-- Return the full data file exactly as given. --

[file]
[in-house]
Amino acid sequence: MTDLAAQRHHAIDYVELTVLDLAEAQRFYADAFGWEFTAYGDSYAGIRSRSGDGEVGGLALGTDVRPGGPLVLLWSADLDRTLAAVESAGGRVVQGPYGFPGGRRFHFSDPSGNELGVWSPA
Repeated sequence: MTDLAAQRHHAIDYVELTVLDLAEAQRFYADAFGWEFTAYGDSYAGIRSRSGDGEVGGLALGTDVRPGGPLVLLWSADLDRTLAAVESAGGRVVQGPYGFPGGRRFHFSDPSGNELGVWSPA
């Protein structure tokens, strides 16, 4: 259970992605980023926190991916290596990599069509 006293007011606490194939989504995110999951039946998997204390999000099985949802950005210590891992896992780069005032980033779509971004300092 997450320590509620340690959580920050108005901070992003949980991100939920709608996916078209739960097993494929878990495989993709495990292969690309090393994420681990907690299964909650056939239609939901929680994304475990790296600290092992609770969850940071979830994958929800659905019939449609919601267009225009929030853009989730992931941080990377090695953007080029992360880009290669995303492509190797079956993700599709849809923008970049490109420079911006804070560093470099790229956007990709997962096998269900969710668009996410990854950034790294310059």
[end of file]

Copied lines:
[in-house]
Amino acid sequence: MTDLAAQRHHAIDYVELTVLDLAEAQRFYADAFGWEFTAYGDSYAGIRSRSGDGEVGGLALGTDVRPGGPLVLLWSADLDRTLAAVESAGGRVVQGPYGFPGGRRFHFSDPSGNELGVWSPA
Repeated sequence: MTDLAAQRHHAIDYVELTVLDLAEAQRFYADAFGWEFTAYGDSYAGIRSRSGDGEVGGLALGTDVRPGGPLVLLWSADLDRTLAAVESAGGRVVQGPYGFPGGRRFHFSDPSGNELGVWSPA
């Protein structure tokens, strides 16, 4: 259970992605980023926190991916290596990599069509 006293007011606490194939989504995110999951039946998997204390999000099985949802950005210590891992896992780069005032980033779509971004300092 997450320590509620340690959580920050108005901070992003949980991100939920709608996916078209739960097993494929878990495989993709495990292969690309090393994420681990907690299964909650056939239609939901929680994304475990790296600290092992609770969850940071979830994958929800659905019939449609919601267009225009929030853009989730992931941080990377090695953007080029992360880009290669995303492509190797079956993700599709849809923008970049490109420079911006804070560093470099790229956007990709997962096998269900969710668009996410990854950034790294310059």